Symptoms caused by halogenated anesthetics or stress:

  • Hyperthermia (fever)
  • Muscle rigidity
  • Respiratory distress
  • Excessive sweating
  • Increased hematocrit
  • Increased heart rate

Inheritance: autosomal dominant

→ Horses with one or two copies of the variant (MH/n or MH/MH) are affected.

Possible Genotypes:

Genotype The horse is:
Effects:
n/n normal. The horse has no copies of the genetic variant causative for MH and therefore cannot pass it on to its offspring.
MH/n affected (heterozygous). The genetic variant will be passed on to the offspring with a probability of 50%. These 50% will be affected (heterozygous).
MH/MH affected (homozygous). The genetic variant will be passed on to all offspring. All offspring will be affected (heterozygous).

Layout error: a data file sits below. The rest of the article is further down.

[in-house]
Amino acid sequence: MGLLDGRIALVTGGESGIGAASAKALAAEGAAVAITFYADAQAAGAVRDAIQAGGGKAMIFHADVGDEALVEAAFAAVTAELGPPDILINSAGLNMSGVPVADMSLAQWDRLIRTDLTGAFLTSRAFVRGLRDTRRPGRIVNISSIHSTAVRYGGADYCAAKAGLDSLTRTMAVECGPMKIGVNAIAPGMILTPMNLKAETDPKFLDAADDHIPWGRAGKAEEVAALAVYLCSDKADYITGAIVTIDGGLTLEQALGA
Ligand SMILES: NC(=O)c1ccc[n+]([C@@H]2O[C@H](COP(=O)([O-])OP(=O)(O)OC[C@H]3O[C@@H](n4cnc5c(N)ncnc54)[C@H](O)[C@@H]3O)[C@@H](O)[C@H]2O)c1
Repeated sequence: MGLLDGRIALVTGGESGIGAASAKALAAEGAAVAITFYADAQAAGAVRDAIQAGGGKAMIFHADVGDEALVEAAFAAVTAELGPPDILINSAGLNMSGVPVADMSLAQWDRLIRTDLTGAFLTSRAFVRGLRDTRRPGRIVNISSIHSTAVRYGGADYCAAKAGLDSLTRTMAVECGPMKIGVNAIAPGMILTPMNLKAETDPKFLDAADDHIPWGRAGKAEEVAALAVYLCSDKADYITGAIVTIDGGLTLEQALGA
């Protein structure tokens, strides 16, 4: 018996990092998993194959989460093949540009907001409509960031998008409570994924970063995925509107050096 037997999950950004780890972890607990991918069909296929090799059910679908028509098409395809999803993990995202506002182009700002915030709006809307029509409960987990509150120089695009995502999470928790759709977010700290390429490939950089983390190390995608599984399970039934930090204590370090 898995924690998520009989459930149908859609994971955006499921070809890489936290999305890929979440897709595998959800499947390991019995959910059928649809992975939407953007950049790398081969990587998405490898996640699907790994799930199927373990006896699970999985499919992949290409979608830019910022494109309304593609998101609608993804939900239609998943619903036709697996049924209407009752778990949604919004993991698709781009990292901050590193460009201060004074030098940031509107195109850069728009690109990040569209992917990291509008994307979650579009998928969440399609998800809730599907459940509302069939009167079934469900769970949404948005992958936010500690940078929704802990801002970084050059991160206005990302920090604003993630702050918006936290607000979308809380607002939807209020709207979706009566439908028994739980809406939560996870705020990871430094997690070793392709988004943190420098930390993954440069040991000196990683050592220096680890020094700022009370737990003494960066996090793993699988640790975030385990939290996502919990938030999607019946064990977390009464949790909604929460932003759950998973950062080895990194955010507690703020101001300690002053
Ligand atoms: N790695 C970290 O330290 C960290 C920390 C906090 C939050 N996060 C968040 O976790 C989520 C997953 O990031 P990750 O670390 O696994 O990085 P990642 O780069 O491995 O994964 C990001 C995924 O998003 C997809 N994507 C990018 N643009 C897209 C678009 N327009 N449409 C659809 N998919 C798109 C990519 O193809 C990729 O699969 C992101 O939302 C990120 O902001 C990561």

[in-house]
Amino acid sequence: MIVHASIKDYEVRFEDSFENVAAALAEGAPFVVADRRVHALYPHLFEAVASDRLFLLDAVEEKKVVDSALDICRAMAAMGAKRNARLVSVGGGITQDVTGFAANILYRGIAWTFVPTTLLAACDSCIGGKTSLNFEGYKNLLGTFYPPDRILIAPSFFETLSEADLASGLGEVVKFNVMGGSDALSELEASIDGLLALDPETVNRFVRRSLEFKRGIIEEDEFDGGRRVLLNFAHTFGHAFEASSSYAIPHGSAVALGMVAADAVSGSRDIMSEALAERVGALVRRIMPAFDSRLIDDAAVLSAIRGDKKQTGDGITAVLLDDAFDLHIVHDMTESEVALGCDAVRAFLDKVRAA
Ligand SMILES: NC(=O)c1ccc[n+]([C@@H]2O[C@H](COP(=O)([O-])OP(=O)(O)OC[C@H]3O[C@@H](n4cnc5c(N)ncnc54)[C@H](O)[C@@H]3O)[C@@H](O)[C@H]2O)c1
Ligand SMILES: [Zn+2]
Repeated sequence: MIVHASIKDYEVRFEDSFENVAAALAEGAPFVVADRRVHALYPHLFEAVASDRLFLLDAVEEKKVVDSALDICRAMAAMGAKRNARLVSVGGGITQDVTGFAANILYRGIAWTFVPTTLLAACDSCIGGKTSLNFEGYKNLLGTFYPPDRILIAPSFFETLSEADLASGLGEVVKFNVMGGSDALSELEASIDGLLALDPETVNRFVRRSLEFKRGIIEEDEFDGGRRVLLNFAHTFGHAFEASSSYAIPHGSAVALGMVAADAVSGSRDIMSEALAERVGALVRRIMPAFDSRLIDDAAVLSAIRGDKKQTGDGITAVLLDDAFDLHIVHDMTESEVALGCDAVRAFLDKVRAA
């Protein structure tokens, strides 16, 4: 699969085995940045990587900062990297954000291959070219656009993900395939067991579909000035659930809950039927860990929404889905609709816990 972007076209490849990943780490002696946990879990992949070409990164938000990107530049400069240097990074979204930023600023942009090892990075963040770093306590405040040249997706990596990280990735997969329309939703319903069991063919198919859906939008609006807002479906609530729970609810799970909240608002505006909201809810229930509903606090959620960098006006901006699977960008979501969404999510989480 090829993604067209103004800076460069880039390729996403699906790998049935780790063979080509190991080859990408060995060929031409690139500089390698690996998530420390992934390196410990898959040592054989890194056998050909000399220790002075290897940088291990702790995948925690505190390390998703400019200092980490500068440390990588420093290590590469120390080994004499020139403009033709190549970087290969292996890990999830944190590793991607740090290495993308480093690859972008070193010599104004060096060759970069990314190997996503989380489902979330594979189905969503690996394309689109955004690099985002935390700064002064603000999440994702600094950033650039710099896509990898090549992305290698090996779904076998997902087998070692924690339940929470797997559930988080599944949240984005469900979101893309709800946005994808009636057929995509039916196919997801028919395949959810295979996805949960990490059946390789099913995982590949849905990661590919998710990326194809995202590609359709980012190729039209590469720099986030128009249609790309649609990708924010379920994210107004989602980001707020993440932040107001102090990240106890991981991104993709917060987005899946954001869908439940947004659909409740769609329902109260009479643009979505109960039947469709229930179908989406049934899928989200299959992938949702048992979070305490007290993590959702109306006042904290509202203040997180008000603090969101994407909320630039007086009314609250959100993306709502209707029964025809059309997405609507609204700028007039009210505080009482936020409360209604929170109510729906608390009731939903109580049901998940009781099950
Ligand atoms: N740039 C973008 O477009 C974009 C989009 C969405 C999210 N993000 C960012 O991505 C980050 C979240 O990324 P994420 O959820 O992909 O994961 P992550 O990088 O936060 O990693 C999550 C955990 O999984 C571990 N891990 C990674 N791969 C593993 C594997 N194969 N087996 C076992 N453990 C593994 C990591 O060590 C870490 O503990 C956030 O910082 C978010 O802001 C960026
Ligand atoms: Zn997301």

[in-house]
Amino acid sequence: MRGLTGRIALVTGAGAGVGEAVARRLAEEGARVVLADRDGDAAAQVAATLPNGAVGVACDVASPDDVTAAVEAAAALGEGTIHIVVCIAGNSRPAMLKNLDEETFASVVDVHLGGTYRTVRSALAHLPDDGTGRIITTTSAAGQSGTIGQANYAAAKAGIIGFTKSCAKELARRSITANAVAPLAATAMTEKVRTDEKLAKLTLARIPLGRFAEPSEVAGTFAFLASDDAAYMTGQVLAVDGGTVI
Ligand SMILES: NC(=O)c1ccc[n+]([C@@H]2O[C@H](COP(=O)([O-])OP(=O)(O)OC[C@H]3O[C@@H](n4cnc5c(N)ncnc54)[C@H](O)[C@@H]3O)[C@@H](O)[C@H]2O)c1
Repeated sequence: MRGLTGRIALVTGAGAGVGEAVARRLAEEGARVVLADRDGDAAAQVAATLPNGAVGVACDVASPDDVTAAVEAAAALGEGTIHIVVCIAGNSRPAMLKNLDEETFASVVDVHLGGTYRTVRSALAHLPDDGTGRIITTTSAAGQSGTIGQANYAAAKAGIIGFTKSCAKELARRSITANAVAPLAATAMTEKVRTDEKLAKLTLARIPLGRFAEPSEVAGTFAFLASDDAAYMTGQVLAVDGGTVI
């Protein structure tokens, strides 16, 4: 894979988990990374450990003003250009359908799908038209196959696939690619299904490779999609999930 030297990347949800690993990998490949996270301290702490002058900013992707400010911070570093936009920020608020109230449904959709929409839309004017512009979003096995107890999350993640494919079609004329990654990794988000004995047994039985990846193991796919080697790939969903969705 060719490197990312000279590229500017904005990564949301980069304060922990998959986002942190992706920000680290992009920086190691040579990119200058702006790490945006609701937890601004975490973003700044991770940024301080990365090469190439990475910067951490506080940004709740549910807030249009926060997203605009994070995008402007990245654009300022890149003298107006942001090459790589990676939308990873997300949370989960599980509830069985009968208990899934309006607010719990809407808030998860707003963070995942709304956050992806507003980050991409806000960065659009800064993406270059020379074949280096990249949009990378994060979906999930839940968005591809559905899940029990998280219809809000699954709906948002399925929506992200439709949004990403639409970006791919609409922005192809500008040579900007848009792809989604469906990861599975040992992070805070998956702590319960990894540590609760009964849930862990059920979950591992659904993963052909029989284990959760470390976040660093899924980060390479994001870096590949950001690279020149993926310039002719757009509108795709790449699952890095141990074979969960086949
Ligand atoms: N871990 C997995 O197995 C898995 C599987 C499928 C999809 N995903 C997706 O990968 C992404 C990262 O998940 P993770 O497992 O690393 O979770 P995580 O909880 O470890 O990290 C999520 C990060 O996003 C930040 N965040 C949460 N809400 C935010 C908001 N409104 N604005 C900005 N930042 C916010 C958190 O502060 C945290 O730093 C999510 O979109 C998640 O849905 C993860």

Recommendations:

  • Affected horses (MH/n or MH/MH) should not be used for breeding.

Test information: This test detects a single basepair change in exon 46 of the RYR1 gene.

Aleman, M., Riehl, J., Aldridge, BM., LeCouteur, RA., Stott, JL., Pessah, IN.: Association of a mutation in the ryanodine receptor 1 gene with equine malignant hyperthermia. Muscle Nerve 30:356-65, 2004. Pubmed reference: 15318347. Doi: 10.1002/mus.20084.

Aleman, M., Nieto, JE., Magdesian, KG.: Malignant hyperthermia associated with ryanodine receptor 1 (C7360G) mutation in Quarter Horses. J Vet Intern Med 23:329-34, 2009. Pubmed reference: 19220734. Doi: 10.1111/j.1939-1676.2009.0274.x.